Friday, August 24, 2007
Born To Be Wild
My wife tells me that I have been in rebellion. According to her, I've been resisting her efforts to bring my life into order and rational response to her advice. It all started over my taking my sleeping medication twice, because I couldn't remember taking it once. Consequently, I missed a day of work due to being too sleepy to walk, much less drive.
Her plan was for me to put my meds in a pill box, so I would always know when to take them. The plan met my approval, so I did as advised. The problem began when I had gone through a weeks worth of meds, and then didn't feel like filling up the box again. I just didn't feel like it. I wasn't in the mood to organize my medications. I probably would have, in a few days, but at that specific time, I...did...not...want...to...do...it!
Then the order came down. "Fill up that pill box or else!!" Well, it wasn't put exactly that way, but that's the way I heard it. Sometimes things are said like that, and sometimes that is just the way that I hear them.
I'll admit that I have always had a problem with authority. Perhaps it's just that I resist dominance. I mean, I've never (with one exception) clashed with a police officer. I, for the most part, got along with my superior officers in the military. I obeyed my parents, until I left home. I only got one spanking at school. So, in my mind, there is really not an issue with authority, but I am resistant to any form of control.
By definition, I can't be, as my wife thinks, in rebellion. According to Webster, "rebellion is open opposition to a person or thing in a position of authority or dominance." So, it follows that she would have to have some authority over me, in order for me to rebel against it. No authority, no rebellion. Simple, isn't it?
Here's the real issue. When you have Bipolar Disorder, you yearn for self-determination. More than anything else, you want to be in control of your own destiny and your own decisions. Even regarding something as insignificant as taking your medications. It may seem juvenile to some, but I don't want someone else (not even my wife) telling me what to do. I am highly resistant to any perceived form of control. I respond well to asking, and I listen to persuasion, but I'm deaf to "telling." And I don't want to be told, asked, or persuaded, over and over again. An occasional, softly spoken reminder (pretty please, with sugar on top), might be acceptable. I don't know. It would largely depend on what kind of "mood" I'm in, I suppose.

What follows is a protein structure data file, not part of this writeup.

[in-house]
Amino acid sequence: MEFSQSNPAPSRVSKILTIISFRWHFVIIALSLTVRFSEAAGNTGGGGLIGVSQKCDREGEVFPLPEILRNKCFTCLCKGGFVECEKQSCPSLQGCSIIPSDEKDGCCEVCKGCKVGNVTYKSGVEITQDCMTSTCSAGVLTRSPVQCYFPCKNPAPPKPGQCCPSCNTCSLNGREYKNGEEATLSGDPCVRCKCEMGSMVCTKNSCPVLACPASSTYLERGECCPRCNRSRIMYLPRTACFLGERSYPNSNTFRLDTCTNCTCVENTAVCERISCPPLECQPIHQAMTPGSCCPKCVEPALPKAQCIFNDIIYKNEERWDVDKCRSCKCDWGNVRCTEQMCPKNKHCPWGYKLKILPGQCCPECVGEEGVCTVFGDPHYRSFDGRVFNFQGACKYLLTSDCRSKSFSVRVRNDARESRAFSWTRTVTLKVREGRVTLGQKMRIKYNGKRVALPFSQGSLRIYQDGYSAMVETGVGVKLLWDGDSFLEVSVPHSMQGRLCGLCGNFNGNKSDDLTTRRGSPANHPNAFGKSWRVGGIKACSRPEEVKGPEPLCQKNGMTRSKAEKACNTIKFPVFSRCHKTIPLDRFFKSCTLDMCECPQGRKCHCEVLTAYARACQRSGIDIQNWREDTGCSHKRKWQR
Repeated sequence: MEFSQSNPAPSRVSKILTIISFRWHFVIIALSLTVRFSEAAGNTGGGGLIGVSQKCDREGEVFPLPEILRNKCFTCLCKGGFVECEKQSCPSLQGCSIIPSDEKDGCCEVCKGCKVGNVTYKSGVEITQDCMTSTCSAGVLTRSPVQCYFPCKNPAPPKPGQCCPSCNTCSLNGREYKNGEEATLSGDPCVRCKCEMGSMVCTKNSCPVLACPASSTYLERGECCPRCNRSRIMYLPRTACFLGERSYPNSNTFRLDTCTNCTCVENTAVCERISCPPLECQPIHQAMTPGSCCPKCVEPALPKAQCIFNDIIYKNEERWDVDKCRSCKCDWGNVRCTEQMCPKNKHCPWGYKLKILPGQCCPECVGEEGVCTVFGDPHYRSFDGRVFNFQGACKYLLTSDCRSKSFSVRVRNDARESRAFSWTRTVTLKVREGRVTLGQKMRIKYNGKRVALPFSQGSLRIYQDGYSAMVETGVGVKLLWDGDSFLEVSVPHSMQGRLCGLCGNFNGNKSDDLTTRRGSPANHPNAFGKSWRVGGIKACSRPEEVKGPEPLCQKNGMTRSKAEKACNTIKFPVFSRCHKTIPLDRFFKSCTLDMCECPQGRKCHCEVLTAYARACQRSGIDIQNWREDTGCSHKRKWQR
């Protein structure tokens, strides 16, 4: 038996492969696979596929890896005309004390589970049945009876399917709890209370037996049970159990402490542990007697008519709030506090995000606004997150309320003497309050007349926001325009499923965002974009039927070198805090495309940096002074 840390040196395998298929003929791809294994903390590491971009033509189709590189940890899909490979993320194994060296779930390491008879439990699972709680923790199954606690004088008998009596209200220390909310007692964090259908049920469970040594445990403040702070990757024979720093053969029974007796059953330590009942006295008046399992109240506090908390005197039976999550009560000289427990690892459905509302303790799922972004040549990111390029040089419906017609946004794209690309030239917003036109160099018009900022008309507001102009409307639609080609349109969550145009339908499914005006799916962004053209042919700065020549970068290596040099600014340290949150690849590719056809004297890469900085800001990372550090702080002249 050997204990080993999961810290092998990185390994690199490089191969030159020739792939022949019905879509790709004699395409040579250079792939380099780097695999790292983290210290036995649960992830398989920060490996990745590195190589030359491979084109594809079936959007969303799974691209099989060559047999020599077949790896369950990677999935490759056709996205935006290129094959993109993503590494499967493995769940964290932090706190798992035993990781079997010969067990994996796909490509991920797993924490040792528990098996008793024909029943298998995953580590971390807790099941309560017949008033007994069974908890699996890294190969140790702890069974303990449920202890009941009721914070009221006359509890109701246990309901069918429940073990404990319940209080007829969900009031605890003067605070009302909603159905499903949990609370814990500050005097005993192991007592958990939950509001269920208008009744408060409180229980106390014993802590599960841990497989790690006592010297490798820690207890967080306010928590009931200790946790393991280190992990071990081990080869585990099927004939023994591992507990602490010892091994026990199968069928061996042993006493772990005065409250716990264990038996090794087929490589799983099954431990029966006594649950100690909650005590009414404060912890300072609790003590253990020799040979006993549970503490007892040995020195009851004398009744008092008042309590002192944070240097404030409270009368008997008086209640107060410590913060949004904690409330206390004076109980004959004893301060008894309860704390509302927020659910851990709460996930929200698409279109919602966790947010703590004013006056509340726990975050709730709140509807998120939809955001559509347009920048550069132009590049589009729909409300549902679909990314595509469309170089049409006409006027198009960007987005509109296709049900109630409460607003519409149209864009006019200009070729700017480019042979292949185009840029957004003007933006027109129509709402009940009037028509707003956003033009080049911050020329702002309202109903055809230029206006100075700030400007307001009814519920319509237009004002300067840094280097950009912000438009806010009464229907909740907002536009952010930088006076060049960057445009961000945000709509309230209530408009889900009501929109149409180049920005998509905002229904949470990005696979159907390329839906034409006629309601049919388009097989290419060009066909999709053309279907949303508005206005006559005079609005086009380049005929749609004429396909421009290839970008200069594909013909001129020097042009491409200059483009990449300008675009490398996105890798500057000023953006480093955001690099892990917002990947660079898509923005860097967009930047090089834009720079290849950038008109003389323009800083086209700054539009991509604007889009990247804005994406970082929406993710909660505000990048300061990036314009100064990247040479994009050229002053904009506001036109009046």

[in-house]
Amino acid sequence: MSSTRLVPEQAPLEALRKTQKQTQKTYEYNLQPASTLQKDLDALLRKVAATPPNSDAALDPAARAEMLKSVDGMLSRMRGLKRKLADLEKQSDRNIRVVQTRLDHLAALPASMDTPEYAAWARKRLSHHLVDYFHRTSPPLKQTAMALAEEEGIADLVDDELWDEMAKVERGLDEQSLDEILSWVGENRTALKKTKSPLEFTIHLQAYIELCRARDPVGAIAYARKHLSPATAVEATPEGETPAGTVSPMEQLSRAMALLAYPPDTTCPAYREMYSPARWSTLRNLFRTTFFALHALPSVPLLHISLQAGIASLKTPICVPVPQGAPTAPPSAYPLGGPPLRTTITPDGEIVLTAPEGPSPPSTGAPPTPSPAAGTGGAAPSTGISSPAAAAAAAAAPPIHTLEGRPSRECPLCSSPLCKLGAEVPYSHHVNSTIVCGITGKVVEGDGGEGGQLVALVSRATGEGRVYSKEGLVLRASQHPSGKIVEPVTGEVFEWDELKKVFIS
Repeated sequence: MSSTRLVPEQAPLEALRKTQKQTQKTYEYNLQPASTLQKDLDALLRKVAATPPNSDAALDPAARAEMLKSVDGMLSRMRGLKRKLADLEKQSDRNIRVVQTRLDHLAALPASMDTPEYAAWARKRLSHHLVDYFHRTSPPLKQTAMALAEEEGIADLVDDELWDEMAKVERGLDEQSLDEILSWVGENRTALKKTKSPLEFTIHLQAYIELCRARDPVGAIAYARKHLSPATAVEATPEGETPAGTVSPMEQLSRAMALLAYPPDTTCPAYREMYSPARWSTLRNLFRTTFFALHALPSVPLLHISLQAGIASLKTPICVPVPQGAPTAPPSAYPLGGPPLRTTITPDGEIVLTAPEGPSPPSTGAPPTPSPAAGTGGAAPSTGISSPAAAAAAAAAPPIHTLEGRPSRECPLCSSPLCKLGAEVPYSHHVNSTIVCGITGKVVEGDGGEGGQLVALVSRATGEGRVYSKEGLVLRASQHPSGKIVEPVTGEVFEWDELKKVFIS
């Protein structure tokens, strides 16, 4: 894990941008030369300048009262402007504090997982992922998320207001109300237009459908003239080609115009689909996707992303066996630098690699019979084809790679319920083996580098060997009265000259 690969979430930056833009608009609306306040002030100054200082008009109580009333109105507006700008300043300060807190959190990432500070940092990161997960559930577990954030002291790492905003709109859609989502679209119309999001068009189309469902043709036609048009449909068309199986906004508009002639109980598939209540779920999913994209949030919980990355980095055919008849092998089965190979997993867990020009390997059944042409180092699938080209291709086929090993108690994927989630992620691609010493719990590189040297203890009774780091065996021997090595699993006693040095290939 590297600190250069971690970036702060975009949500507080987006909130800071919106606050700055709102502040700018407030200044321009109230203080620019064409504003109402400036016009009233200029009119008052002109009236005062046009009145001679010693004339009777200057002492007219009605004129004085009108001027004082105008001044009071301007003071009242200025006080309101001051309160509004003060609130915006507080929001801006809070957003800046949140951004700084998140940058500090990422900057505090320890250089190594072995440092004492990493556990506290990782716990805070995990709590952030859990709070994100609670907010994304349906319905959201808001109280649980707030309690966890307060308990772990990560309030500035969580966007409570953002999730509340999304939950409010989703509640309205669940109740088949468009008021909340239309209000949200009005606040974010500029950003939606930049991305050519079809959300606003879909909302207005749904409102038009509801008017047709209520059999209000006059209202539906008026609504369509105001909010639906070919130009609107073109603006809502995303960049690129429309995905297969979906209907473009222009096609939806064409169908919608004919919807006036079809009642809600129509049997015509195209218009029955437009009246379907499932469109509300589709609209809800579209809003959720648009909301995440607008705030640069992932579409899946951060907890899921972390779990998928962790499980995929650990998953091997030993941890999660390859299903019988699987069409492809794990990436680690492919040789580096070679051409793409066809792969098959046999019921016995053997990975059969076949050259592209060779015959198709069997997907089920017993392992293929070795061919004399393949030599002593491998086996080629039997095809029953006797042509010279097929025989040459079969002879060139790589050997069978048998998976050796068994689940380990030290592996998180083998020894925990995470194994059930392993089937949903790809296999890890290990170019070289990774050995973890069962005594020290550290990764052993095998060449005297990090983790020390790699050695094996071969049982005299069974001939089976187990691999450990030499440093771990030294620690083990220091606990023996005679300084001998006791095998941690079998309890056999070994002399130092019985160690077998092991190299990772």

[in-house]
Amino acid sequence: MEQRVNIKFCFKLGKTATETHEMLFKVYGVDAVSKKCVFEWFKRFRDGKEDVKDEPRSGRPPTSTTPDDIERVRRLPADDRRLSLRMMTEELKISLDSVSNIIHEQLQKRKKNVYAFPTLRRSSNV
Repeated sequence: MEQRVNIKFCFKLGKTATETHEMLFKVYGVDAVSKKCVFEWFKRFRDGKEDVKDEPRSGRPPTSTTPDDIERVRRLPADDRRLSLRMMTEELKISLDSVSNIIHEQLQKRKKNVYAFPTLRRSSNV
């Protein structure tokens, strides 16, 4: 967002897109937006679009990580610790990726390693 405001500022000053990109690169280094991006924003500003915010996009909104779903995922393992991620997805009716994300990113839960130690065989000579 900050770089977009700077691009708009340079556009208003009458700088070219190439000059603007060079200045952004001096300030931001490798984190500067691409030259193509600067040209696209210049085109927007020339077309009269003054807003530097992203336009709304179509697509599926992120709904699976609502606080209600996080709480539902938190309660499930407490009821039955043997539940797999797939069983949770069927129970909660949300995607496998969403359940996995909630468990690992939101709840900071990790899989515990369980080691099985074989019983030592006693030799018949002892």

For some reason, I've always felt a kinship with the little boy who had a conflict with his mother. He had been misbehaving (in her mind), and so she sat him down in a chair in the corner. In a moment, he was up and playing. She took him by the arm, and put in in the chair again. He stood up. Finally, she marched him back to the corner, and told him very firmly that he was to sit in that chair and not get up until she gave him permission. After a minute or so of silence, he said, "Mama, I might be sitting down on the outside, but I'm standing up on the inside."
It's really an issue of Physics. Newton's Third Law is that "for every action (control), there is an equal (or greater) and opposite reaction (rebellion)." Hmmm. Let me rethink this.
Oh, about the meds. I have faithfully taken them, without benefit of the pill box, but in a day or so I will refill the box. After I see if my wife is ready to submit to my authority.
["I'm so low, I could do a ten minute free-fall off the edge of a dime."]